Three of the world’s most popular online course lectures — as measured by view-counts of the videos thereof, posted on the video giant YouTube on April 1 of this year — are by UC Berkeley professors, and all three of those have Berkeley degrees. In fact, they have seven Berkeley degrees among the trio, five at the graduate level.
While a Harvard philosopher leads the viral pack, Berkeley academics come in second, third, and sixth (with an asterisk), respectively.
Number two is Integrative Biology 131: General Human Anatomy (YouTube), taught by Professor Marian Diamond ’48, M.S. ’49, Ph.D. ’53, viewed nearly 1.5 million times. “She begins by opening a colorful hatbox,” notes Times writer Katie Hafner (who has taught in Berkeley’s Graduate School of Journalism). “Dressed in an elegant suite and scarf with her hair swept back into a chignon, Professor Diamond pulls on a pair of latex gloves and reveals the box’s contents: a human brain.” Contrary to what some think, she has not yet retired and her magnetism still fills the largest classrooms. The blog Berkeleyside calls her “the 83-year-old rock star professor.”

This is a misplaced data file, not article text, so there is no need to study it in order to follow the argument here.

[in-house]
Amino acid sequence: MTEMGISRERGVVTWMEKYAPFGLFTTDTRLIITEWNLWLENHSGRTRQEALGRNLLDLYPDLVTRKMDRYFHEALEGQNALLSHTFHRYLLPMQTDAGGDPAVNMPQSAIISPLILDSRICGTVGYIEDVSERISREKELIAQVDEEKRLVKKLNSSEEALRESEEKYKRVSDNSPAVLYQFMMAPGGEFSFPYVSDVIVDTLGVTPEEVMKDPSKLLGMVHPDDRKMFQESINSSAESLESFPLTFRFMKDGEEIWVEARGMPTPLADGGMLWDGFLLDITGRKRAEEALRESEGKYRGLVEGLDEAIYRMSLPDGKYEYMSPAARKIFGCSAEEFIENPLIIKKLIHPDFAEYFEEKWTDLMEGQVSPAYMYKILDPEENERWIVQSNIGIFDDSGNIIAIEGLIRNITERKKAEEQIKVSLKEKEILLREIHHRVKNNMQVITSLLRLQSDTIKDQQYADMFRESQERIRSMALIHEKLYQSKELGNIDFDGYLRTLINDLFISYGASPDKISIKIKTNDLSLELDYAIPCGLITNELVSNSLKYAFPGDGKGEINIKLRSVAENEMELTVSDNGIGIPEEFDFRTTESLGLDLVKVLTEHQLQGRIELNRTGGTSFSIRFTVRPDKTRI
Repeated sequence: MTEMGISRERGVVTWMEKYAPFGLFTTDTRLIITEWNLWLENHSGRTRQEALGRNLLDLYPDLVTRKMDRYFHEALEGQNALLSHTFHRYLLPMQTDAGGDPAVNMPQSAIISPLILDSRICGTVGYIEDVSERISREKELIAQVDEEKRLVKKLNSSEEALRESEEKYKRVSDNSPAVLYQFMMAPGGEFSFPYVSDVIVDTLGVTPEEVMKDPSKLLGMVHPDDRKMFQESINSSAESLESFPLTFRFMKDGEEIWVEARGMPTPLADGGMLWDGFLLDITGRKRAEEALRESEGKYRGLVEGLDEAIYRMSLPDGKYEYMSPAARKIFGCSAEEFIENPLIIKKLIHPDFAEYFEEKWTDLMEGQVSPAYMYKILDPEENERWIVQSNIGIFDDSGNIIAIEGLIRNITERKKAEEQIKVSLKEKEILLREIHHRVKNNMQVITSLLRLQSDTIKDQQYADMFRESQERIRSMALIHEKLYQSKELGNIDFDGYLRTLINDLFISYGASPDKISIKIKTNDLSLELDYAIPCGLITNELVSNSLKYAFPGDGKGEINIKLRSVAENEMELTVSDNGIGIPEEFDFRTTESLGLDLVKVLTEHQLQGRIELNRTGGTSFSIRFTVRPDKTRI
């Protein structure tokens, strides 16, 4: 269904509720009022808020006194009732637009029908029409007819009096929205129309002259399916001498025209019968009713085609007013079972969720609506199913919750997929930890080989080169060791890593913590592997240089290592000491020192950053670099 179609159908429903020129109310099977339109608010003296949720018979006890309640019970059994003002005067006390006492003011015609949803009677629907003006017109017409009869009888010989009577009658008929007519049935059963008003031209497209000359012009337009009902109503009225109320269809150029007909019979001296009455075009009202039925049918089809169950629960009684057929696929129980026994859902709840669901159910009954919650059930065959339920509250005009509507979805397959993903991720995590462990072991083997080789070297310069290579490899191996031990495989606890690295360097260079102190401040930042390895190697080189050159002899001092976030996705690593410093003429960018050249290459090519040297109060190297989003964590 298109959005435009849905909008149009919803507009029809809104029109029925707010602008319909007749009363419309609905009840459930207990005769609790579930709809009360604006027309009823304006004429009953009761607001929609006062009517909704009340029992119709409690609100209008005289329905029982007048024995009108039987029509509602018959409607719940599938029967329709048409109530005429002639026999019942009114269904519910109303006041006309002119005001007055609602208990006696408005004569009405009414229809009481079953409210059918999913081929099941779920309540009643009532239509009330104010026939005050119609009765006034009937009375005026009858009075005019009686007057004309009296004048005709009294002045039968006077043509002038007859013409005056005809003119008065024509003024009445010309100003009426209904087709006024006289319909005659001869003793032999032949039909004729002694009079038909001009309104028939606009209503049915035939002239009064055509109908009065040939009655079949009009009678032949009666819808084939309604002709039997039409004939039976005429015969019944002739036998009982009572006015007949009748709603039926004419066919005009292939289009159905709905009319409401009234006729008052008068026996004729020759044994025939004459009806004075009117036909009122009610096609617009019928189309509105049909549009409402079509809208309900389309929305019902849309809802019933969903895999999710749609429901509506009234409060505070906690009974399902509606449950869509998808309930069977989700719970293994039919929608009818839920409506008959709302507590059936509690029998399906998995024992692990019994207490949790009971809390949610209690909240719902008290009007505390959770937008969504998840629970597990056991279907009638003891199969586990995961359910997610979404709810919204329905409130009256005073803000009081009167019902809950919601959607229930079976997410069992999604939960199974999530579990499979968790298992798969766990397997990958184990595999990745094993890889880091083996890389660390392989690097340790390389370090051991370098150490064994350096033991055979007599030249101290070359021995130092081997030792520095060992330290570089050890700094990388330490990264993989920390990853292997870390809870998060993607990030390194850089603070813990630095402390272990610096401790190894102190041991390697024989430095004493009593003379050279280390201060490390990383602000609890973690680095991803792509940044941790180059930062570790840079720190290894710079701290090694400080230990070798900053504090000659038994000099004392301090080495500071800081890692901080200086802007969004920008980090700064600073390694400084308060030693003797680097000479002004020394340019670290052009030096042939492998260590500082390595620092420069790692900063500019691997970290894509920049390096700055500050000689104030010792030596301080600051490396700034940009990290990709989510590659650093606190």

(A hat-tip to Frances Dinkespiel of the local blog news-site Berkeleyside, who cited Berkeley-centric aspects of two recent New York Times features, one — “What They’re Watching” — gave the rundown on YouTube’s Top 10 lectures. The other — “An Open Mind” — surveyed the extent to which universities are sharing their knowledge gratis via the Internet, in the process inadvertently creating “tweedy celebrities of cyberspace.”)
Note: if you hunger for Berkeley-based lectures on video, you can browse the extensive menus at UC Berkeley’s YouTube channel or Berkeley at iTunes U (for MP3 players) or, for non-course material, concentrate on the wide array of recent and historic Graduate Council Lectures.